The building located at 3 Pleasant Street was historically referred to as Brick Market, being the namesake of Market Square, located in the heart of downtown Portsmouth New Hampshire.
Originally constructed in 1794 as a one story public market, with a second floor built in 1800 as a town hall. The building burnt down in the 1802 fire and was rebuilt in 1804 with arched openings for 10 merchants’ stalls on the street level and continued as an auditorium for town and public meetings. In 1864 the City of Portsmouth remodeled the Brick Market as a City Hall and renamed the building to “Jefferson Hall”. An observer at the time thought the remodeled building looked like “a donkey with elephantine ears”.
The building continued to be used as City Hall until 1910 when the City of Portsmouth sold the property to The New Hampshire National Bank of Portsmouth for $20,000. At the time of the sale the subject parcel was considered the most valuable piece of property in the City.
Initial Project Renderings for 3 Pleasant Street
The surface parking lot located on the corner of Penhallow Street and Daniel Street is steeped in history with the original building constructed in 1740, known as the Clagett-Hart House.
Years later during the Revolution, Noah Parker resided in the pretentious edifice and it was locally known as “Noah’s Ark” from which Ark Street (now Penhallow) got its name. Noah Parker was a blacksmith & whitesmith, and also became Portsmouth’s first universalist minister.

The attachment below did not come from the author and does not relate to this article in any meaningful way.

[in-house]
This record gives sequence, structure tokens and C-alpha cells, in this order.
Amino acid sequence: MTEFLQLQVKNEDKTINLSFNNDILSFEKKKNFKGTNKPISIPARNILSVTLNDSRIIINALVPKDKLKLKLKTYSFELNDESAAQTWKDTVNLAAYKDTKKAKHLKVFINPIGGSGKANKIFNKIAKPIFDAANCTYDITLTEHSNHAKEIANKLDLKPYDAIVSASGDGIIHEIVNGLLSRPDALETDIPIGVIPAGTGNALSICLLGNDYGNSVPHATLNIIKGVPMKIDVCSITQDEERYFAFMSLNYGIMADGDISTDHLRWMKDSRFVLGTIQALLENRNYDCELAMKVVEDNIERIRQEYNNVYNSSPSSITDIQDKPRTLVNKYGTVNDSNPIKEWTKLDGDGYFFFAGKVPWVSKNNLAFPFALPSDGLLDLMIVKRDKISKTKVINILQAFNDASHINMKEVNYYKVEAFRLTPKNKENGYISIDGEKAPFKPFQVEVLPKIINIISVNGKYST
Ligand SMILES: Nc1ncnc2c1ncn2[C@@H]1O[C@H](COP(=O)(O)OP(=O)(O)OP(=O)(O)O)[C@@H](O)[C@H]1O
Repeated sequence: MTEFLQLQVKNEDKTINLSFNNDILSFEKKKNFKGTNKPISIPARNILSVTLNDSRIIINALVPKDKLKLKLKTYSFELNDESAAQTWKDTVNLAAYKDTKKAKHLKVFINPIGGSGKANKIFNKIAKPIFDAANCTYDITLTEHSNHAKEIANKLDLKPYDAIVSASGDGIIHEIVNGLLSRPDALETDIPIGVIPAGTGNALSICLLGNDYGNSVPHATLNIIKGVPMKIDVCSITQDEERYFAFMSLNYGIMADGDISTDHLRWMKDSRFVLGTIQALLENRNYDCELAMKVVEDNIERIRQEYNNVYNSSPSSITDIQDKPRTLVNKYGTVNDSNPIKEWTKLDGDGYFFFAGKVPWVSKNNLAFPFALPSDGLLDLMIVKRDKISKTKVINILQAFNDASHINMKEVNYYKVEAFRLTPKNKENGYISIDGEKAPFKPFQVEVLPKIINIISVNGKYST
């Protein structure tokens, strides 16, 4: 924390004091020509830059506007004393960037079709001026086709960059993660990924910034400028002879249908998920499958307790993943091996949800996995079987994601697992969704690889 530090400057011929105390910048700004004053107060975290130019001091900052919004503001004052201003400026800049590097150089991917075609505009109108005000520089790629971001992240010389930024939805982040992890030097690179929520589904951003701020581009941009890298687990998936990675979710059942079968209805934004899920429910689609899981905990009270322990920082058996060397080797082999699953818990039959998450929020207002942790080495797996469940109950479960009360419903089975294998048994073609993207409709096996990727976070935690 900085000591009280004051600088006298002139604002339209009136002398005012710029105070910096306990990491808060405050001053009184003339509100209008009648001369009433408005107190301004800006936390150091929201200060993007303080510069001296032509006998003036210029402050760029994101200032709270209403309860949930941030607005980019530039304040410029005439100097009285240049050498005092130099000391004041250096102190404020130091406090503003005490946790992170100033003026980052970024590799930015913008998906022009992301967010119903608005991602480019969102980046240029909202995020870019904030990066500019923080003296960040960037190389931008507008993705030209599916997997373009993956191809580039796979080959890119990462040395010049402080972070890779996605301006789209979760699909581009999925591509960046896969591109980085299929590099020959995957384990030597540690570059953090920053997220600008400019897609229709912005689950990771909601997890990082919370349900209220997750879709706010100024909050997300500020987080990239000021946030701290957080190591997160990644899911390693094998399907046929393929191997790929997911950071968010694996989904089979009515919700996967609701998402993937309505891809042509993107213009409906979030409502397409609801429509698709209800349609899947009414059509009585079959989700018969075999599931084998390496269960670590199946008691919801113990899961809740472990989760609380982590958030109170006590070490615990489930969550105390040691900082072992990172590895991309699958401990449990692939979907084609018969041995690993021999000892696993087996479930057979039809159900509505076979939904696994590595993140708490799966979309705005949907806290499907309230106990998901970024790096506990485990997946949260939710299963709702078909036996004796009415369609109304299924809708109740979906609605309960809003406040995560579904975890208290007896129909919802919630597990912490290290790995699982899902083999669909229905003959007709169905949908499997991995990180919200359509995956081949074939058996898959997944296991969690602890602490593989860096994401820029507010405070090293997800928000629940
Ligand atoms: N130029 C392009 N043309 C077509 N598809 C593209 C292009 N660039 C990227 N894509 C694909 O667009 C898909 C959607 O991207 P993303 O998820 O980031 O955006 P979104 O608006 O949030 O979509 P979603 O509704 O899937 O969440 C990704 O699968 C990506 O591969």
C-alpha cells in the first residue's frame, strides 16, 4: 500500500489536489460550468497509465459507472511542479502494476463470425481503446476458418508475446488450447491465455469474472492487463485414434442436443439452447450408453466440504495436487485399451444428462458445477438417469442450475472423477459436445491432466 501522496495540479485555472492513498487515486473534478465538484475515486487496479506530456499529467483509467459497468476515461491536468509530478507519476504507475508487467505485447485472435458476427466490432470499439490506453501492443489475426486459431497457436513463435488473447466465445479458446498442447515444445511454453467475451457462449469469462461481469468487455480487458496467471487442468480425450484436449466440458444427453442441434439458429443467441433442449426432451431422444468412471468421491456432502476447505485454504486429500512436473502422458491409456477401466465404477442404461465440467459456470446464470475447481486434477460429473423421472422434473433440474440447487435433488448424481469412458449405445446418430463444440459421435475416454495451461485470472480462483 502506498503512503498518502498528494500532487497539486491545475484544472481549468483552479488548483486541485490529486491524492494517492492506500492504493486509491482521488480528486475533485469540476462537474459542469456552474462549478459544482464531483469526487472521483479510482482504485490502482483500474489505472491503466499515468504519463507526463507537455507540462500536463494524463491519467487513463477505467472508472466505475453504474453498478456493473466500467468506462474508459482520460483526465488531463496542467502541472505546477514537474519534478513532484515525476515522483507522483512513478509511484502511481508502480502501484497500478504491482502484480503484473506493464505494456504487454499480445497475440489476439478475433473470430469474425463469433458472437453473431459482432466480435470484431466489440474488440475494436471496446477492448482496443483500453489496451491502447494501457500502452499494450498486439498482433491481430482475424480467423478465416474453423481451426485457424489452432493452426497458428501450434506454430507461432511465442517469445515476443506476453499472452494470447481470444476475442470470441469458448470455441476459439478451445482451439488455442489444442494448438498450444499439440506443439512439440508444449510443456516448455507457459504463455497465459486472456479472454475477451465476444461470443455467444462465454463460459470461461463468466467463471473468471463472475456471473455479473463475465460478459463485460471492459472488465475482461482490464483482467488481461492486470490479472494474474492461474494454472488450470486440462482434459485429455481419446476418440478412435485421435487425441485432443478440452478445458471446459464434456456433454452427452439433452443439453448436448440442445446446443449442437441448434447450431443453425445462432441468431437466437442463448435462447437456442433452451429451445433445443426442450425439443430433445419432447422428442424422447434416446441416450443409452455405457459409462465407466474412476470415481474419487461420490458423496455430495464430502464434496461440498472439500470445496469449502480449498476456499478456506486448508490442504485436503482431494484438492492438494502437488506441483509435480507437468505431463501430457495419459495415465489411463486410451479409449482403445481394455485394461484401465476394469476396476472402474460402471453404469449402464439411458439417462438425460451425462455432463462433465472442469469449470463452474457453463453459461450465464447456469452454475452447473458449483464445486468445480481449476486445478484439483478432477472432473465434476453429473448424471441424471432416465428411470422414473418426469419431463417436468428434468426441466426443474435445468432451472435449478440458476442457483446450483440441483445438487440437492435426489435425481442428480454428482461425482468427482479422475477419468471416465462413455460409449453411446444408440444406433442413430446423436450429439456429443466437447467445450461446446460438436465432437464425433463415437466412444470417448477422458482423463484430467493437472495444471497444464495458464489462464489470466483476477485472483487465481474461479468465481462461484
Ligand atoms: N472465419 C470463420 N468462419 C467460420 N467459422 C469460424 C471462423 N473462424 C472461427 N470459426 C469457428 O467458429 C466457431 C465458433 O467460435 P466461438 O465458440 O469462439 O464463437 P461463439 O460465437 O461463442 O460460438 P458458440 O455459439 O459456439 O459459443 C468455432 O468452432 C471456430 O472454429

In the great fire of 1813 practically, every building was destroyed in the entire area except Noah’s Ark survived which was considered extraordinary since it was a wooden structure. In the late 1800’s and early 1900’s multiple buildings were constructed on the subject parcel and well know local businesses including Moe’s Italian Sandwich, Eagle Photo and Gilley’s Lunch Truck all occupied buildings on the parcel. In the 1950’s Noah’s Ark and the adjacent building were razed for a parking lot in a wave of Urban Renewal. The surface parking lot will now become home to the first contemporary architecture in downtown Portsmouth Historic District.
Initial Project Renderings for 60 Penhallow Street
Check back for more details soon.